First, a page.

14ymedio, Mario Lleonart, 26 November 2015 — Mauricio Macri won. For those who hope for democracy in Cuba, the best option won. Although the recently-elected President hardly mentioned the island during his campaign, it is clear that the cause of liberty in Cuba will have a friend in him. His references to the situation in Venezuela have also been a wake-up call for the Plaza de la Revolución in Havana.
If he manages the transition well in his country, his will definitely be a major mandate. Nevertheless, Macri needs to get himself prepared for governing Argentina, starting off from the disaster left by Cristinismo [ed. note: Cristina Kirchner’s administration], which will signify quite an achievement in view of the obvious boycott by officialdom, which is showing a certain reluctance in handing over power. A gesture far-removed from what politicians who are really interested in the future of the country, and respectful of the popular will should do.
An indication of Macri’s intelligence and ability is his new cabinet. In the election of each post one can see a genuine intention to get Argentina to rise again like a phoenix from the ashes. The appointment of Susana Malcorra to the chancellorship was accompanied by the news of a top-class team to lead the country from December 10th.
The up-to-now Head of the Cabinet of the General Secretariat of the UN, a position in which he has performed exceptionally well since 2012, has earned public praise from Ban Ki-moon himself. “I have valued his advice, admired his dedication and benefitted from his leadership,” he once affirmed. Praise which is confirmed in Malcorra’s experience, in relation to international relations, an area in which Argentina has been very lacking.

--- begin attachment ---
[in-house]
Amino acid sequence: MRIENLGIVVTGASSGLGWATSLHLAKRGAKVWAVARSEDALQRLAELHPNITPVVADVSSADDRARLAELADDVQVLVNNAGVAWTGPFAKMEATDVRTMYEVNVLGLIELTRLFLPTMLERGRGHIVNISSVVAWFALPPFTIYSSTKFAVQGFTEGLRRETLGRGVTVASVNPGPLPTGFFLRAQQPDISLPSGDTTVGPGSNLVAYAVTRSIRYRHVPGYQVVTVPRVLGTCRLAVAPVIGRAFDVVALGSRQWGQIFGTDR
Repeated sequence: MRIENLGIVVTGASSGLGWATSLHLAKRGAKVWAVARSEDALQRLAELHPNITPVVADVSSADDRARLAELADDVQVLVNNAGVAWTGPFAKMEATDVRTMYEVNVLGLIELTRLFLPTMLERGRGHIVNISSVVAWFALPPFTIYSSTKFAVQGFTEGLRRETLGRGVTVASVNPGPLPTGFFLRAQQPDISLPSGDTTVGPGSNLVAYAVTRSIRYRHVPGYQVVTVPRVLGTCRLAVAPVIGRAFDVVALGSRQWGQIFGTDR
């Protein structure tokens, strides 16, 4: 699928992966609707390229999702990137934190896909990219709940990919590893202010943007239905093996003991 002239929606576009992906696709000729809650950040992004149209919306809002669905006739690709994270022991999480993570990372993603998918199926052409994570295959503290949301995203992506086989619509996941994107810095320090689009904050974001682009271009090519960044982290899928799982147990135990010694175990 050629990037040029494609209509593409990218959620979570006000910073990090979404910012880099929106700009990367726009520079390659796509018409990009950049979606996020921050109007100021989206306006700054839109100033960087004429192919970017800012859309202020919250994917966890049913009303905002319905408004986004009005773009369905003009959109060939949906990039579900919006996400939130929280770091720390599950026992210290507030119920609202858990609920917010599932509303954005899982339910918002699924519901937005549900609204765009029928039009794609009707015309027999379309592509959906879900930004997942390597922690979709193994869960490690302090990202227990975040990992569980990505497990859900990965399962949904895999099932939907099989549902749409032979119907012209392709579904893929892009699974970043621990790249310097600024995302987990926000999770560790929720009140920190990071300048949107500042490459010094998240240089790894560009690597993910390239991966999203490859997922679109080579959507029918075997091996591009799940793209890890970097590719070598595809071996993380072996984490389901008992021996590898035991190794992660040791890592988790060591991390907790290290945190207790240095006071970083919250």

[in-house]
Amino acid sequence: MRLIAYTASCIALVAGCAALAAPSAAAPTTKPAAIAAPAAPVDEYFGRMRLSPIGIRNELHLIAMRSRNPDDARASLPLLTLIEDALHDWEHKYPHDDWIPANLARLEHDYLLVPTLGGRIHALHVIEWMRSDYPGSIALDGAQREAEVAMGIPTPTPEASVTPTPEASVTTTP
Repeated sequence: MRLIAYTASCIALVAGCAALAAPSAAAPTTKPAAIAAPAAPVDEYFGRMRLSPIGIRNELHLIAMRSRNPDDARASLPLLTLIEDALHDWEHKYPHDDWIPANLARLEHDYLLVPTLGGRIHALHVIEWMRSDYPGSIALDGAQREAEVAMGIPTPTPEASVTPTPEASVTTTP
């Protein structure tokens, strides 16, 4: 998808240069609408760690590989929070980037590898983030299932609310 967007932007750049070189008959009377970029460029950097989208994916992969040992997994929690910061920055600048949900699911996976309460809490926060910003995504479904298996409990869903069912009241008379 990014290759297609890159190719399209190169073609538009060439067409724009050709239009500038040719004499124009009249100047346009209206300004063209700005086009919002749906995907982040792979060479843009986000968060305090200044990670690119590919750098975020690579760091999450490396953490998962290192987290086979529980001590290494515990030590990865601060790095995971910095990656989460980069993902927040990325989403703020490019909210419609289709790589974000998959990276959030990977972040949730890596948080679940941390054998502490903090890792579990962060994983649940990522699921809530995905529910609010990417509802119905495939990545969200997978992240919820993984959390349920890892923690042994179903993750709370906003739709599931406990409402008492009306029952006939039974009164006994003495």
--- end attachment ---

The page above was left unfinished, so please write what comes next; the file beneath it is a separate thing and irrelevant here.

Without doubt, the head of the cabinet could not be anyone else than Marcos Peña, one of the best thinkers in Macri’s electoral alliance, Propuesta Republicana (PRO). He was also one of the principle interlocutors at the time of laying out discussion points when he was head of the campaign. His youth — 38 years of age — is in keeping with the tone of this new party, which has been capable of destroying such a damaging Peronist tradition.
A demonstration that each Minister has been considered with the necessary care is the appointment of the social activist, ex-Buenos Aires legislator and present National Deputy, Sergio Bergman to the Environmental portfolio. This rabbi, chosen in 2011 as legislator for the City of Buenos Aires for the PRO, is an important and eloquent expert in relation to the present global context.
Bergman has been an unwavering opponent of the Argentina-Iran Memorandum of Understanding, signed by President Cristina Kirchner in relation to the matter of the attack perpetrated in 1994 on the headquarters of the Argentina Mutual Association of Israel (AMIA, its initials in Spanish), which resulted in the death of 85 people. His appointment is further evidence of the change of direction represented by Macri’s victory from the terrible course Argentina has been following.
The delay in naming the Minister of Employment also indicates the respect shown in this instance and says much for the care taken by Macri not to make a quick superficial decision on this position which is of such importance to the Argentinians, especially in times of change such as these.
Working with that team, Macri will be able to put behind them the dark times of scandals like the Chavista [ed. note: a reference to Venezuela’s late president Hugo Chavez and his and the current administration in that country] briefcase transported to Argentina by a businessman to finance Cristina’s campaign or the unpunished assassination of the Public Prosecutor Alberto Nisman, as well as the squandering of public money.
The new government will put an end to the period of justice denied, as in the case of the attack against the AMIA The renaming of the Centro Cultural Kirchner will symbolise the passing from one era to another.
The first target for Macri in the international field will be his participation in the next Mercosur summit, to take place in Asunción in December. He has already announced that he will insist then on the application of the democracy clause to Venezuela “for the perscution of the opposition.”
What has happened in Argentina will probably be reflected in the next few days in the Venezuela elections. The popularist policies urged by the Havana regime remain stuck in the past.
Translated by GH